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Amaranth greens (yin choy) — one more superfood weed


Alhambra's Sunday Morning Farmer's Market

60 S. Monterey St.
Alhambra , CA 91801 United States
A Rose and an Amaranth blossomed side by side in a garden, and the Amaranth said to her neighbour, "How I envy you your beauty and your sweet scent! No wonder you are such a universal favourite."
But the Rose replied with a shade of sadness in her voice, "Ah, my dear friend, I bloom but for a time: my petals soon wither and fall, and then I die. But your flowers never fade, even if they are cut; for they are everlasting."

Aesop's Fables, The Rose and the Amaranth

Despite the classic fable, amaranth (also known as yin choy, hsien tsai, red spinach) is only  just beginning to gain popular in the United States. Already popular internationally, the summer annual weed is — depending on who you ask — is either very beneficial or a major pain. 

An under appreciated weedy vegetable with superfood-like nutrition. Sound familiar? Coincidentally, amaranth greens have the same dubious honor as lamb's quarters and purslane, two weedy greens that we have previously reported on. All three of these are considered "pigweeds" — as in foods used for animal fodder.

Photos by Kevin ChanI picked up a sizeable bag from one of the many stands specializing in Asian veggies at the Alhambra farmer's market (I wish I could be a better guide to which one, but unfortunately every time I asked someone for the name they just replied with "Asian vegetables").

As with any leafy green vegetable, you want to make sure the leaves are crisp and moist but not sopping wet. Discard those that are highly blemished or wilted. Amaranth leaves are typically green on top with flourishes of purple underneath, pass over those that look dull and losing their vibrancy. Also look out for flowering buds, which indicate the plant is already too mature. Whenever in doubt, just take a taste test. Amaranth tastes like a more flavorful version of spinach, with an earthier aroma (think of moist potting soil) and a heartier texture.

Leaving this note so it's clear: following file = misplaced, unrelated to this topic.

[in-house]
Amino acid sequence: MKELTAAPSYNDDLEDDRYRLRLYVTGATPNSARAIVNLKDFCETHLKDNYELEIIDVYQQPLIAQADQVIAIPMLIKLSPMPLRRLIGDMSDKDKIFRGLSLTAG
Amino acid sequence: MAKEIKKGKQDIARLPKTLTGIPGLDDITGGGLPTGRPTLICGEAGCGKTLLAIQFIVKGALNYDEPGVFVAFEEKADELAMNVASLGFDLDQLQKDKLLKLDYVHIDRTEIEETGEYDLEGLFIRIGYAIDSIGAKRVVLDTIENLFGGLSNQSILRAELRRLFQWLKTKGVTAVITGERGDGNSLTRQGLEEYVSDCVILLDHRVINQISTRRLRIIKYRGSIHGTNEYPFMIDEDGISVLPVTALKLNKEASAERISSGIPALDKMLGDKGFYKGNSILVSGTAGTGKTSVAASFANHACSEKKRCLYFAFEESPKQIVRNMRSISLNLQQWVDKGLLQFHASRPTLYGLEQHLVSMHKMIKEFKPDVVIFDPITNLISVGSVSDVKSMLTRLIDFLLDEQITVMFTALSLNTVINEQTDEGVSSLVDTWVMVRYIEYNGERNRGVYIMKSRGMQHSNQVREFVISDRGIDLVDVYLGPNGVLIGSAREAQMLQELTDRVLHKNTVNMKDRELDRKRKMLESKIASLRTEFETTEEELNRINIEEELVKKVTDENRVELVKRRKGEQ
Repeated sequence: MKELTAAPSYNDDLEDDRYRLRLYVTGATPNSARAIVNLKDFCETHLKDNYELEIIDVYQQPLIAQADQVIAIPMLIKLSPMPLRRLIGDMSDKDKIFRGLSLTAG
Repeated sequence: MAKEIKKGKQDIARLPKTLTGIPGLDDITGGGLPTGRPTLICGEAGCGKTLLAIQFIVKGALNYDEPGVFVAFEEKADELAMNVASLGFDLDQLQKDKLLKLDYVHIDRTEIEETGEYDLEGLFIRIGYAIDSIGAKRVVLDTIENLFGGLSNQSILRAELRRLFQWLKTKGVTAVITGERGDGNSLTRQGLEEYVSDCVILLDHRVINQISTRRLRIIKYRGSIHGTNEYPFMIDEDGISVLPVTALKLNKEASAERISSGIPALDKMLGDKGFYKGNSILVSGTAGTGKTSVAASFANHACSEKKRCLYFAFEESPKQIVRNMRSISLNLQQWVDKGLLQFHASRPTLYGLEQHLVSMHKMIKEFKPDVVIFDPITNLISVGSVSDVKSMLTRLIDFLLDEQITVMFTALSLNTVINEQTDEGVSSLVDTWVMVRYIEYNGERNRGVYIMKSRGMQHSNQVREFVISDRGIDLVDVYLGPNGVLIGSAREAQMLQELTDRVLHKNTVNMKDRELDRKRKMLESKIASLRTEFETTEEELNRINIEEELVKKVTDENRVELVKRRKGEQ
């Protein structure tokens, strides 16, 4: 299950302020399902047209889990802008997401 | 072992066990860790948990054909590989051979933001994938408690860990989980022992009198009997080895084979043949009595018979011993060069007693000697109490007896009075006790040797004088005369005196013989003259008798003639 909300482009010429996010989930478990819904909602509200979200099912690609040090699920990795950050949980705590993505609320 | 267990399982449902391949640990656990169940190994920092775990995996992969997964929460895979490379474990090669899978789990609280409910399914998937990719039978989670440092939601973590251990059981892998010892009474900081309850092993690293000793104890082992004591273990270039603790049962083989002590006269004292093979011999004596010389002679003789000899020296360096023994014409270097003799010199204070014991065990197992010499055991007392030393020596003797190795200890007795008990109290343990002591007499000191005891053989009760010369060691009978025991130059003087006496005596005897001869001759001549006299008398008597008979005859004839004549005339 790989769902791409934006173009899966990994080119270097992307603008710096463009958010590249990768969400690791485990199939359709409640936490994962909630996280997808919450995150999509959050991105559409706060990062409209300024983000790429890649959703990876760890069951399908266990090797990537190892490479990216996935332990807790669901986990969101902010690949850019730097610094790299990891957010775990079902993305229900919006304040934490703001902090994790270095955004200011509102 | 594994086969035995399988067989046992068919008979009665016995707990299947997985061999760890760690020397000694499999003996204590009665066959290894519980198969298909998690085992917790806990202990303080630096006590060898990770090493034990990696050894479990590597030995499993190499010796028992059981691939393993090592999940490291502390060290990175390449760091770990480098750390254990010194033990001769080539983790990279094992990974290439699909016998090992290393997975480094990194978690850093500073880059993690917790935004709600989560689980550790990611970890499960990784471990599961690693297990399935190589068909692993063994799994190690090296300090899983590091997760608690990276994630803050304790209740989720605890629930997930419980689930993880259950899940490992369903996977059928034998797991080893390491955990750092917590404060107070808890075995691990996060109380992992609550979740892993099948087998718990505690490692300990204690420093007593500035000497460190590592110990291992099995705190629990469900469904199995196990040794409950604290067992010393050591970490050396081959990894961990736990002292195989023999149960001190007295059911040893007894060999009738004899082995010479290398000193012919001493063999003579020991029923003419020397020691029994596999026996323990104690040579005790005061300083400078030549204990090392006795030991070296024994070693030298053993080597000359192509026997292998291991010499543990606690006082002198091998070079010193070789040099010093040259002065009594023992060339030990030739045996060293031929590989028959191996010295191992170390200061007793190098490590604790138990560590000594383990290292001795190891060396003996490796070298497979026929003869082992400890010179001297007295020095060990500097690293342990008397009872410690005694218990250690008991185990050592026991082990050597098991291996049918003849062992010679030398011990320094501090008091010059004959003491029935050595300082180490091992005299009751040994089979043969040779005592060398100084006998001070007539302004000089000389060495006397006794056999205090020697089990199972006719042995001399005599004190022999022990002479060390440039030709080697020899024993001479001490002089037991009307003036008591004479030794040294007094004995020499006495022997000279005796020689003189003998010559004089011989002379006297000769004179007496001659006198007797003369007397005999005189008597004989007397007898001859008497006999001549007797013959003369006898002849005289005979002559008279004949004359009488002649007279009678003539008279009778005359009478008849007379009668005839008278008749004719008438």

Once you bring them home, treat them like you would spinach. Make sure to dry them well if you decide to rinse them right away, otherwise you can take them straight from the market to your fridge for up to a week (or freeze them for longer storage). The entire leaf is tender enough to use whole, but feel free to trim them up if the stems feel tough. Like spinach, younger greens can be used raw in salads, soups or quickly wilted in a hot wok with garlic. Amaranth is commonly used in Indian cuisine, typically in curries/dal recipes such as Thota Kura Peasarapappu. For some more creative uses, Prodigal gardens has a list of amaranth recipes, including quiche, lasagna and even an amaranth cocktail!

Do you have any recipes or tips for amaranth greens? Let us hear them in the comments,or send them our way at [email protected]!

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1 thought on “Amaranth greens (yin choy) — one more superfood weed”

  1. One of the best things at the market. Nice tale at the beginning, I’d never read that one. 🙂 At my house we basically use the “wilt in a hot wok with garlic” method and then turn that into soup simply by adding water. I usually use a tall sided pan instead of a wok so I can use a high ratio of leaves to water – makes a deep red soup that you can almost taste the minerals in, a favorite around here.

    Back when I first started visiting the market I used to ask the same questions about the names of the farms and pretty much got the same responses, but I kept asking different people every time until someone gave me a different answer at at least one.

    The stand on the far side from the parking lot, facing away from it (and the only mainly Asian vegetable stand on that side) is called “Chee Meng Farms”, they are Hmong from Fresno (where apparently there is a large Hmong population). The lady that runs that stand is great, she can cut sugarcane with a knife faster than I can cut zucchini.

    They routinely have red amaranth when it’s in season.